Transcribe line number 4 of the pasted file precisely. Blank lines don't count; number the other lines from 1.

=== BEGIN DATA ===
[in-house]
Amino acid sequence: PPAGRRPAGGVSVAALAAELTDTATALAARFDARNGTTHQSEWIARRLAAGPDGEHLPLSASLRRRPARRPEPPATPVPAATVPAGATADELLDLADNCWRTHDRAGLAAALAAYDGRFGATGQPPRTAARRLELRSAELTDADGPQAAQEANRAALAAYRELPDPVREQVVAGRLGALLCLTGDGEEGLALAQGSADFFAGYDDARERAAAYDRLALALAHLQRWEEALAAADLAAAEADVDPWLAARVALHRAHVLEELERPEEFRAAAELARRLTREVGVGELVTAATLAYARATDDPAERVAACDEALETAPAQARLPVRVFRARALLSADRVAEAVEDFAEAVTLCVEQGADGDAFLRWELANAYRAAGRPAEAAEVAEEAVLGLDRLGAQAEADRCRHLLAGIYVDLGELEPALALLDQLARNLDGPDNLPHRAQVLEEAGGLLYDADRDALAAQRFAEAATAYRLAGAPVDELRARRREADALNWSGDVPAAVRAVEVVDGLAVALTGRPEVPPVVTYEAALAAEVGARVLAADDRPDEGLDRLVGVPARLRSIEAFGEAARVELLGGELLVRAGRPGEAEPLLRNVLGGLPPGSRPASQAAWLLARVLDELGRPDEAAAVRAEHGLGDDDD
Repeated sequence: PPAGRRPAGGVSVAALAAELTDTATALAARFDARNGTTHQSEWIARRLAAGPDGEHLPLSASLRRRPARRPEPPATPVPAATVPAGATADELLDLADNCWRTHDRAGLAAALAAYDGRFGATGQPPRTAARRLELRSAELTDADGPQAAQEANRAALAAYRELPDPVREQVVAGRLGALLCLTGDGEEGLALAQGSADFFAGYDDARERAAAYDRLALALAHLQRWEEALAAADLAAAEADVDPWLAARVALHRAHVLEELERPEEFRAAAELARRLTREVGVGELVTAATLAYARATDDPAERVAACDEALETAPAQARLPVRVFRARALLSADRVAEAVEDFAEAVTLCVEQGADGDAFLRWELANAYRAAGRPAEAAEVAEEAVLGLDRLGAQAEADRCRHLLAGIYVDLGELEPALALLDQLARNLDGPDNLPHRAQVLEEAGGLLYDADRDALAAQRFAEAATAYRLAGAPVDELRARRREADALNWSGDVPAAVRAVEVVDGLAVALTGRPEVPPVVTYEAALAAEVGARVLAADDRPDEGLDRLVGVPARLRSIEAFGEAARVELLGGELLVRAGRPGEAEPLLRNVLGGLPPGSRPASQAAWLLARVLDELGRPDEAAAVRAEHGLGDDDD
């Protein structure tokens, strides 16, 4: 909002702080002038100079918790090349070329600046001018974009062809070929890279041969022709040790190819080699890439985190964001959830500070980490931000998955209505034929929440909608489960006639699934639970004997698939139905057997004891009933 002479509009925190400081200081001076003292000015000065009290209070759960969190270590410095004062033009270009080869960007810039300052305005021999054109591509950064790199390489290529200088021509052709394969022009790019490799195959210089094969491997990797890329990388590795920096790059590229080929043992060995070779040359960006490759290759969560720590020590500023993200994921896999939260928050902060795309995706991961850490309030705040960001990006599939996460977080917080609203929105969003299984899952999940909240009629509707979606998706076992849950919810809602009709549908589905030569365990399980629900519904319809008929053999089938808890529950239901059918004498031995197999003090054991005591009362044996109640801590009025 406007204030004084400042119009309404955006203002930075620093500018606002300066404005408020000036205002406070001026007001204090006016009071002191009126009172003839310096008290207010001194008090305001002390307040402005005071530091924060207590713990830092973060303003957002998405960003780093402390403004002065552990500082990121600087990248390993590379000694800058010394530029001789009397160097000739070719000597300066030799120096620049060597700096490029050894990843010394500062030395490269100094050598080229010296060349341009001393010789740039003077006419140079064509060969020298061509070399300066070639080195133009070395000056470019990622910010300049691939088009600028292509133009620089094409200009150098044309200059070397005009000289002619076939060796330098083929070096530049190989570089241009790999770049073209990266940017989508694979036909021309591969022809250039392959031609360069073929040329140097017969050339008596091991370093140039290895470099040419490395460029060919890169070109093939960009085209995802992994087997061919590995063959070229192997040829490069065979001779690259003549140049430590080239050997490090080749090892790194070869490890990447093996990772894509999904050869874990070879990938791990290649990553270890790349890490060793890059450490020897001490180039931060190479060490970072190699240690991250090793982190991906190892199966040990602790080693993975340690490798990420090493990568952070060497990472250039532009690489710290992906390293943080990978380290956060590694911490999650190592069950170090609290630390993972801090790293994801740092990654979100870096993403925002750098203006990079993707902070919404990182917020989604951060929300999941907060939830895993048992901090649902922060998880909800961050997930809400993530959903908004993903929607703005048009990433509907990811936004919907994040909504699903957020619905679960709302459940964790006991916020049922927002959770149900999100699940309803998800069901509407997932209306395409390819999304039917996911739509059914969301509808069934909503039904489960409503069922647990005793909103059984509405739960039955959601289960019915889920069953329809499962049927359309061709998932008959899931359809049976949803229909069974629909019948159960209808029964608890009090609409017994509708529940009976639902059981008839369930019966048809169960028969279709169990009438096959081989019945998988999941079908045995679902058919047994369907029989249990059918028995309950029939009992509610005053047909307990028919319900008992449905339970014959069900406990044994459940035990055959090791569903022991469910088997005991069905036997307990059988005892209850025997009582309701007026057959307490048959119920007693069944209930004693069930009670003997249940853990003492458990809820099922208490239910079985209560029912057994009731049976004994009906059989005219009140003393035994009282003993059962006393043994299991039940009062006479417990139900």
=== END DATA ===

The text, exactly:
């Protein structure tokens, strides 16, 4: 909002702080002038100079918790090349070329600046001018974009062809070929890279041969022709040790190819080699890439985190964001959830500070980490931000998955209505034929929440909608489960006639699934639970004997698939139905057997004891009933 002479509009925190400081200081001076003292000015000065009290209070759960969190270590410095004062033009270009080869960007810039300052305005021999054109591509950064790199390489290529200088021509052709394969022009790019490799195959210089094969491997990797890329990388590795920096790059590229080929043992060995070779040359960006490759290759969560720590020590500023993200994921896999939260928050902060795309995706991961850490309030705040960001990006599939996460977080917080609203929105969003299984899952999940909240009629509707979606998706076992849950919810809602009709549908589905030569365990399980629900519904319809008929053999089938808890529950239901059918004498031995197999003090054991005591009362044996109640801590009025 406007204030004084400042119009309404955006203002930075620093500018606002300066404005408020000036205002406070001026007001204090006016009071002191009126009172003839310096008290207010001194008090305001002390307040402005005071530091924060207590713990830092973060303003957002998405960003780093402390403004002065552990500082990121600087990248390993590379000694800058010394530029001789009397160097000739070719000597300066030799120096620049060597700096490029050894990843010394500062030395490269100094050598080229010296060349341009001393010789740039003077006419140079064509060969020298061509070399300066070639080195133009070395000056470019990622910010300049691939088009600028292509133009620089094409200009150098044309200059070397005009000289002619076939060796330098083929070096530049190989570089241009790999770049073209990266940017989508694979036909021309591969022809250039392959031609360069073929040329140097017969050339008596091991370093140039290895470099040419490395460029060919890169070109093939960009085209995802992994087997061919590995063959070229192997040829490069065979001779690259003549140049430590080239050997490090080749090892790194070869490890990447093996990772894509999904050869874990070879990938791990290649990553270890790349890490060793890059450490020897001490180039931060190479060490970072190699240690991250090793982190991906190892199966040990602790080693993975340690490798990420090493990568952070060497990472250039532009690489710290992906390293943080990978380290956060590694911490999650190592069950170090609290630390993972801090790293994801740092990654979100870096993403925002750098203006990079993707902070919404990182917020989604951060929300999941907060939830895993048992901090649902922060998880909800961050997930809400993530959903908004993903929607703005048009990433509907990811936004919907994040909504699903957020619905679960709302459940964790006991916020049922927002959770149900999100699940309803998800069901509407997932209306395409390819999304039917996911739509059914969301509808069934909503039904489960409503069922647990005793909103059984509405739960039955959601289960019915889920069953329809499962049927359309061709998932008959899931359809049976949803229909069974629909019948159960209808029964608890009090609409017994509708529940009976639902059981008839369930019966048809169960028969279709169990009438096959081989019945998988999941079908045995679902058919047994369907029989249990059918028995309950029939009992509610005053047909307990028919319900008992449905339970014959069900406990044994459940035990055959090791569903022991469910088997005991069905036997307990059988005892209850025997009582309701007026057959307490048959119920007693069944209930004693069930009670003997249940853990003492458990809820099922208490239910079985209560029912057994009731049976004994009906059989005219009140003393035994009282003993059962006393043994299991039940009062006479417990139900």